Students create decadent chocolates in a pilot plant on campus, selling the bars in Central Coast markets, on campus and by special order. Bestsellers include the milk and dark chocolate bars and the olallieberry crisp.
Campus bee hives produce golden jars of fresh honey throughout the fall and spring quarters. The highly sought-after honey is available seasonally at the Cal Poly Campus Market and at the Cal Poly Plant Shop.
Cal Poly wines, and the vineyards they come from, have had a long-standing tradition of excellence. Premier wines include the 2013 chardonnay, which displays a balance of perfume, baked apple and soft white flowers in the bouquet, and the 2013 pinot noir with its dark and expressive cherry compote, cola, graphite and toasted walnut flavors.
Cal Poly students craft award-winning cheeses and ice creams and take courses in all aspects of dairy science and technology. Cal Poly’s dairy products are made from milk from the university’s own herd of Holstein and Jersey cows that graze on the rolling hills of the Central California coast.
Cal Poly students develop, produce, package and sell several succulent jams and barbecue sauces. The ever-popular olallieberry jam is a local favorite.
Cal Poly’s state-of-the-art Meat Processing Center, which holds the sole USDA certification on a university campus, provides students with the opportunity to produce, package and market meat products. Cal Poly Meats offers fresh beef, pork, lamb, poultry and specialty meats including bacon, sausage and jerky.
An array of fresh vegetables and fruits are grown on campus seasonally, including at the 11-acre Cal Poly Organic Farm where students learn sustainable farming practices. The delectable bounty can easily stock a kitchen: avocados, oranges, grapes, lemons, blueberries, apples, peaches, apricots, sweet corn, broccoli, tomatoes, lettuce, cauliflower, cucumbers and squash. Cal Poly’s first strawberries are now available in stores around the Central Coast.
Photo by Jennifer Olson Throughout the state of California and beyond, Cal Poly alumni are making names for themselves and their wine brands, garnering praise and awards for their efforts, and earning legions of loyal fans along the way. Here we profile a handful of remarkable head winemakers — from restrained traditionalists to rebellious renegades to would-be cattle rustlers — and ask them about their favorite offerings. (Click on a bottle to scroll) Anthony Yount Agribusiness and Wine & Viticulture, ’07 1 Denner Vineyards, Paso Robles Favorite wine: Grenache. It represents the vineyard site so well. It can be very…Read Full Article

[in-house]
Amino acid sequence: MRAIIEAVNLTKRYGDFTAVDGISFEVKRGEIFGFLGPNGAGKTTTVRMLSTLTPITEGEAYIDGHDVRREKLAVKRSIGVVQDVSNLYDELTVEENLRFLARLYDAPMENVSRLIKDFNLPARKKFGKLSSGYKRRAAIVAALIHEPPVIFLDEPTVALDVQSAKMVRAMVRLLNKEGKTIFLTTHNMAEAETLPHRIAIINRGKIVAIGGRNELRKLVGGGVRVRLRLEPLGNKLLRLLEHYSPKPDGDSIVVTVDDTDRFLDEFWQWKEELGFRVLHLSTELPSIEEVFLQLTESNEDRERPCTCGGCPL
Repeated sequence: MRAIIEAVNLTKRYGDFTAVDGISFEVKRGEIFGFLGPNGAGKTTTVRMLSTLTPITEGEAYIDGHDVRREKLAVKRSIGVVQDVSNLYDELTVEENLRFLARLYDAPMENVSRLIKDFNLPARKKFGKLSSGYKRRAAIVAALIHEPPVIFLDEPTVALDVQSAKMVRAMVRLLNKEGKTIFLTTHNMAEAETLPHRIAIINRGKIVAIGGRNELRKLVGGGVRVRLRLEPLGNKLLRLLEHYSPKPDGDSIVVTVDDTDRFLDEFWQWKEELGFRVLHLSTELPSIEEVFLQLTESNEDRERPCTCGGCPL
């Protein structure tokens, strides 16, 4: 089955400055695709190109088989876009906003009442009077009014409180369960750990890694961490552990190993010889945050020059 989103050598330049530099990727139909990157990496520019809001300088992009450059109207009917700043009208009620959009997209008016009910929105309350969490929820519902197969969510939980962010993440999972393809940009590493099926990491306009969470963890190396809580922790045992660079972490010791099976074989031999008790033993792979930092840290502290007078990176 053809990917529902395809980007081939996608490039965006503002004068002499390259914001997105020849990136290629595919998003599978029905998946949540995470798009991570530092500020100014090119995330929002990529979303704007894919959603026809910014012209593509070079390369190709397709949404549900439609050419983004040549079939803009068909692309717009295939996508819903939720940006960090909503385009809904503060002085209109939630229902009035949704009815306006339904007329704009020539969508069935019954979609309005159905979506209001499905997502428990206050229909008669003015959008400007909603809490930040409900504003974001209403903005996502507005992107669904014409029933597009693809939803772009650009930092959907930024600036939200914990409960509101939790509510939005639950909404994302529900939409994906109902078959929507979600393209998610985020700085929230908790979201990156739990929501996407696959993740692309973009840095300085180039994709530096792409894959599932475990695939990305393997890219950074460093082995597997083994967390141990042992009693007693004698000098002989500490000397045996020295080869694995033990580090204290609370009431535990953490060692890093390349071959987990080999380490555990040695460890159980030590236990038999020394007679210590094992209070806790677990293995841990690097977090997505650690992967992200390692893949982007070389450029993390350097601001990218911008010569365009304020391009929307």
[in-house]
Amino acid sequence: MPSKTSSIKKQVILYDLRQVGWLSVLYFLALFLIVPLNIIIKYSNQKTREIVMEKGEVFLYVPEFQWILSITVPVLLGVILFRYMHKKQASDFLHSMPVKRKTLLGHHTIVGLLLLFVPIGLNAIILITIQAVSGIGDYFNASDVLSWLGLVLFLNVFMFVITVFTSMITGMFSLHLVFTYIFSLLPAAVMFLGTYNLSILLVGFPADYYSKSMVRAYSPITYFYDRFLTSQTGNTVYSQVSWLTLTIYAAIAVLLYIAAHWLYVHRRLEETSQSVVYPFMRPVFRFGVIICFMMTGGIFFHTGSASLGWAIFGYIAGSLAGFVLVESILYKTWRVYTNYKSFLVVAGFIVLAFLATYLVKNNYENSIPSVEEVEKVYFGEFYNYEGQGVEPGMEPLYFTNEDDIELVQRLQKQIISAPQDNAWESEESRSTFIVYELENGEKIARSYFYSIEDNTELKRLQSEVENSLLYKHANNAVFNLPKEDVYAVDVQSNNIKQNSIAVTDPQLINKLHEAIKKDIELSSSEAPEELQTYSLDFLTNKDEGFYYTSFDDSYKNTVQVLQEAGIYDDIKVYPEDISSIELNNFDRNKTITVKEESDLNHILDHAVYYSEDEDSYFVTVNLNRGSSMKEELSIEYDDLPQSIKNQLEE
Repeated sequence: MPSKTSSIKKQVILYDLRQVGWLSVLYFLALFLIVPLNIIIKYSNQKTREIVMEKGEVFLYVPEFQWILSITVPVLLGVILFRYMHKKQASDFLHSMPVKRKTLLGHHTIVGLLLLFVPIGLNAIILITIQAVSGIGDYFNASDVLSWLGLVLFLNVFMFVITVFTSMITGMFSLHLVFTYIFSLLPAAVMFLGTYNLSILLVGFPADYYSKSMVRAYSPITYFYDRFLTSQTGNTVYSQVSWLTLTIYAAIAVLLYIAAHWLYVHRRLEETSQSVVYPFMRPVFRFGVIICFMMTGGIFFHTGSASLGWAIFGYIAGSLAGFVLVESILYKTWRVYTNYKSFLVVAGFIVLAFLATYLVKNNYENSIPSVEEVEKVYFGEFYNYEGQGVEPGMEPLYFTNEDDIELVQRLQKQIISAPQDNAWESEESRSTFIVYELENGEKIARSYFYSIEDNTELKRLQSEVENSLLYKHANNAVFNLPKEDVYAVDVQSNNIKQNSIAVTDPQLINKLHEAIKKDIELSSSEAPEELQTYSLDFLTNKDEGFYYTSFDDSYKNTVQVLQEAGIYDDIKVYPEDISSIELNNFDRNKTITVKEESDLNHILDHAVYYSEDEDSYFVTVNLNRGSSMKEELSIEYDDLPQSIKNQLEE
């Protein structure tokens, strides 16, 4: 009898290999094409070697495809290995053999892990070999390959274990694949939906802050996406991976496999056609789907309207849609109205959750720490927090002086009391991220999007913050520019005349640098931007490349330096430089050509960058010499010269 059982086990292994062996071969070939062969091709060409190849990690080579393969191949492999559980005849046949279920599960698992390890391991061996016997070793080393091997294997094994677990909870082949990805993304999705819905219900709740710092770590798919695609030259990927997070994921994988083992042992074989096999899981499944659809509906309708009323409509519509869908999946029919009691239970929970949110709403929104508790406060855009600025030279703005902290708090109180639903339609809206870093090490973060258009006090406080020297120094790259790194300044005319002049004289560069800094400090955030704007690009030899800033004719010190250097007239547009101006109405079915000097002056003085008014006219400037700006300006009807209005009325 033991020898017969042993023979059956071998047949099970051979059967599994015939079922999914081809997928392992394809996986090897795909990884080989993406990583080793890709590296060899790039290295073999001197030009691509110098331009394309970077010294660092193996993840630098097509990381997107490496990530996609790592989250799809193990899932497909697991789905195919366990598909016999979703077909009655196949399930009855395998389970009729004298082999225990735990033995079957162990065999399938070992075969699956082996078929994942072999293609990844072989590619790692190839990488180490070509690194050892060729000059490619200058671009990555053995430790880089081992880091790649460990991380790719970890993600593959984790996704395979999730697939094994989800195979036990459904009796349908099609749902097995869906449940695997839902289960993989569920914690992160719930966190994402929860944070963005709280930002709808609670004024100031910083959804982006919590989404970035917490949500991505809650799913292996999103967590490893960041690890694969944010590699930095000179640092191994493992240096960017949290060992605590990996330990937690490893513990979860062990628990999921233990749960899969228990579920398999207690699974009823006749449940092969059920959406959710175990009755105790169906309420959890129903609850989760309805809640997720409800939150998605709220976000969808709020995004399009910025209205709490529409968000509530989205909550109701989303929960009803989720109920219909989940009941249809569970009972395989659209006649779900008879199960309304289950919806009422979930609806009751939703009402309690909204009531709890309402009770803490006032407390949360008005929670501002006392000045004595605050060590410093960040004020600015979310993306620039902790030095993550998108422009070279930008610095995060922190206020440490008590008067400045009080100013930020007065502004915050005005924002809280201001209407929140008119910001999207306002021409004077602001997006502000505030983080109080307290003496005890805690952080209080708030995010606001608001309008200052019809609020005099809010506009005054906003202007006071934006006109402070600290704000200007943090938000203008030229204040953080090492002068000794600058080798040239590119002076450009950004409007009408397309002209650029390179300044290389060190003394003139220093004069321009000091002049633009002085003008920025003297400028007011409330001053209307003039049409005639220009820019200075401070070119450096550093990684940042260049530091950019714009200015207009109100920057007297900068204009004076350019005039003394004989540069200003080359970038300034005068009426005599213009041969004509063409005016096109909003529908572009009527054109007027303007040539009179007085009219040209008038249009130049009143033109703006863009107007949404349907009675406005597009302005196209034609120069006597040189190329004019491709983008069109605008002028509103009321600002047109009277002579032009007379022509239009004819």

Wineries across the state work closely with Cal Poly to build Learn by Doing opportunities for students by hiring student interns, serving as mentors, and providing generous support for programs and scholarships. These wineries, owned by Cal Poly alumni and supporters, are helping prepare students for careers in wine and viticulture — and beyond. Tamber Bey Vineyards, Calistoga Alumnus Barry Waitte (Business Administration, ’79) owns Napa Valley’s Sundance Ranch. The ranch is home to both an equestrian performance facility and Tamber Bey Vineyards, producing world-class cabernet sauvignon, merlot and Dijon chardonnay. Waitte has been an executive-in-residence at Cal Poly, mentoring students in…Read Full Article
The path into the food business is rarely a direct one, but sometimes those twists and turns can result in something truly delicious. Across the state, Cal Poly alumni are creating unique flavors, innovative products, and exceptional dining experiences — and many of them come from backgrounds that will surprise you. Wherever you live in California, you’re never too far from a Cal Poly alumnus who is changing the way the Golden State eats and drinks. (Click on the map to scroll) 1 Forest Gray, Biochemistry Speakeasy Ales & Lagers, San Francisco In today’s beer world, the independent craft brew is…Read Full Article